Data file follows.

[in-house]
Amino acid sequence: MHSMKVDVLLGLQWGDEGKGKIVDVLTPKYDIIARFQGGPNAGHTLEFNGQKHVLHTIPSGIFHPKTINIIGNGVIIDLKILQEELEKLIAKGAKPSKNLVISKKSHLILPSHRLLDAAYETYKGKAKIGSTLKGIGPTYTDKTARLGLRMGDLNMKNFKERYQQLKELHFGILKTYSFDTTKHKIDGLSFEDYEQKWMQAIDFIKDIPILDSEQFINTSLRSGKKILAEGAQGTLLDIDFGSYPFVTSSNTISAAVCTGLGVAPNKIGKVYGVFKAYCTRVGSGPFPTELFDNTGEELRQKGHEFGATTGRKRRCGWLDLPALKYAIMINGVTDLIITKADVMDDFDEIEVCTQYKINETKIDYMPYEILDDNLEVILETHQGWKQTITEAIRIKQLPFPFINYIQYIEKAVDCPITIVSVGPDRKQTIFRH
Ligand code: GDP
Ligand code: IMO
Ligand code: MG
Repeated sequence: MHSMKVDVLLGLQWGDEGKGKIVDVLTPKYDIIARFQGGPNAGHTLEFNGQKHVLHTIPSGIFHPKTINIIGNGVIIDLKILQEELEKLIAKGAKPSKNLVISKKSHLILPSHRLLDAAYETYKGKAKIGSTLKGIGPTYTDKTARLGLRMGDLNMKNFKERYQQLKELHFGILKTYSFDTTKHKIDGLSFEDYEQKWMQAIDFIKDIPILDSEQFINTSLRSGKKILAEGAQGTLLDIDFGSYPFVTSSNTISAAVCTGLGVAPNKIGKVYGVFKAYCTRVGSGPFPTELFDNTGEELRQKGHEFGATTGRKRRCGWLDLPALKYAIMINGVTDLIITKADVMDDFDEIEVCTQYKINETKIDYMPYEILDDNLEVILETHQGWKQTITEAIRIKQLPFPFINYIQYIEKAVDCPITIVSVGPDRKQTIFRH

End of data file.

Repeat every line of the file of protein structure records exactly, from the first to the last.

[in-house]
Amino acid sequence: MHSMKVDVLLGLQWGDEGKGKIVDVLTPKYDIIARFQGGPNAGHTLEFNGQKHVLHTIPSGIFHPKTINIIGNGVIIDLKILQEELEKLIAKGAKPSKNLVISKKSHLILPSHRLLDAAYETYKGKAKIGSTLKGIGPTYTDKTARLGLRMGDLNMKNFKERYQQLKELHFGILKTYSFDTTKHKIDGLSFEDYEQKWMQAIDFIKDIPILDSEQFINTSLRSGKKILAEGAQGTLLDIDFGSYPFVTSSNTISAAVCTGLGVAPNKIGKVYGVFKAYCTRVGSGPFPTELFDNTGEELRQKGHEFGATTGRKRRCGWLDLPALKYAIMINGVTDLIITKADVMDDFDEIEVCTQYKINETKIDYMPYEILDDNLEVILETHQGWKQTITEAIRIKQLPFPFINYIQYIEKAVDCPITIVSVGPDRKQTIFRH
Ligand code: GDP
Ligand code: IMO
Ligand code: MG
Repeated sequence: MHSMKVDVLLGLQWGDEGKGKIVDVLTPKYDIIARFQGGPNAGHTLEFNGQKHVLHTIPSGIFHPKTINIIGNGVIIDLKILQEELEKLIAKGAKPSKNLVISKKSHLILPSHRLLDAAYETYKGKAKIGSTLKGIGPTYTDKTARLGLRMGDLNMKNFKERYQQLKELHFGILKTYSFDTTKHKIDGLSFEDYEQKWMQAIDFIKDIPILDSEQFINTSLRSGKKILAEGAQGTLLDIDFGSYPFVTSSNTISAAVCTGLGVAPNKIGKVYGVFKAYCTRVGSGPFPTELFDNTGEELRQKGHEFGATTGRKRRCGWLDLPALKYAIMINGVTDLIITKADVMDDFDEIEVCTQYKINETKIDYMPYEILDDNLEVILETHQGWKQTITEAIRIKQLPFPFINYIQYIEKAVDCPITIVSVGPDRKQTIFRH